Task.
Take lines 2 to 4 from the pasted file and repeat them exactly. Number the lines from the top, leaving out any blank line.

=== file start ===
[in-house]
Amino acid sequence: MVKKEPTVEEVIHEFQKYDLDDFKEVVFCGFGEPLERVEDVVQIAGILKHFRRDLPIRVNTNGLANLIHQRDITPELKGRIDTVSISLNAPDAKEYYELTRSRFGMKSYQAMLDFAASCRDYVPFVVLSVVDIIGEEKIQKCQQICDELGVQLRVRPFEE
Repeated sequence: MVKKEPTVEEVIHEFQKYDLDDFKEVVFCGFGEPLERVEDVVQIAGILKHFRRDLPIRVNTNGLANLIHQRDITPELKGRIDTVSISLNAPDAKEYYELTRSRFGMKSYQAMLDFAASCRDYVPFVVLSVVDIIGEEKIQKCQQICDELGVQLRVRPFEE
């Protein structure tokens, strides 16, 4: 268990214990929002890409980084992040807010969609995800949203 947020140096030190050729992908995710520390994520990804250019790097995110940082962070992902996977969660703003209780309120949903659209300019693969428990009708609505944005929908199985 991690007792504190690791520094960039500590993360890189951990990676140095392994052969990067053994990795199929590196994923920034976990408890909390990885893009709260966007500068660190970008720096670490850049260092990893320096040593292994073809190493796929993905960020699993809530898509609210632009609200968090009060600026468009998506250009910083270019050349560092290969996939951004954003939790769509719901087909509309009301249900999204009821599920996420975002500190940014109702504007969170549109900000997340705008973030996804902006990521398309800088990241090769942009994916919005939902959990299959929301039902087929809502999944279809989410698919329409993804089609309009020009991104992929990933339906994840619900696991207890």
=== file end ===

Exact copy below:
Amino acid sequence: MVKKEPTVEEVIHEFQKYDLDDFKEVVFCGFGEPLERVEDVVQIAGILKHFRRDLPIRVNTNGLANLIHQRDITPELKGRIDTVSISLNAPDAKEYYELTRSRFGMKSYQAMLDFAASCRDYVPFVVLSVVDIIGEEKIQKCQQICDELGVQLRVRPFEE
Repeated sequence: MVKKEPTVEEVIHEFQKYDLDDFKEVVFCGFGEPLERVEDVVQIAGILKHFRRDLPIRVNTNGLANLIHQRDITPELKGRIDTVSISLNAPDAKEYYELTRSRFGMKSYQAMLDFAASCRDYVPFVVLSVVDIIGEEKIQKCQQICDELGVQLRVRPFEE
């Protein structure tokens, strides 16, 4: 268990214990929002890409980084992040807010969609995800949203 947020140096030190050729992908995710520390994520990804250019790097995110940082962070992902996977969660703003209780309120949903659209300019693969428990009708609505944005929908199985 991690007792504190690791520094960039500590993360890189951990990676140095392994052969990067053994990795199929590196994923920034976990408890909390990885893009709260966007500068660190970008720096670490850049260092990893320096040593292994073809190493796929993905960020699993809530898509609210632009609200968090009060600026468009998506250009910083270019050349560092290969996939951004954003939790769509719901087909509309009301249900999204009821599920996420975002500190940014109702504007969170549109900000997340705008973030996804902006990521398309800088990241090769942009994916919005939902959990299959929301039902087929809502999944279809989410698919329409993804089609309009020009991104992929990933339906994840619900696991207890």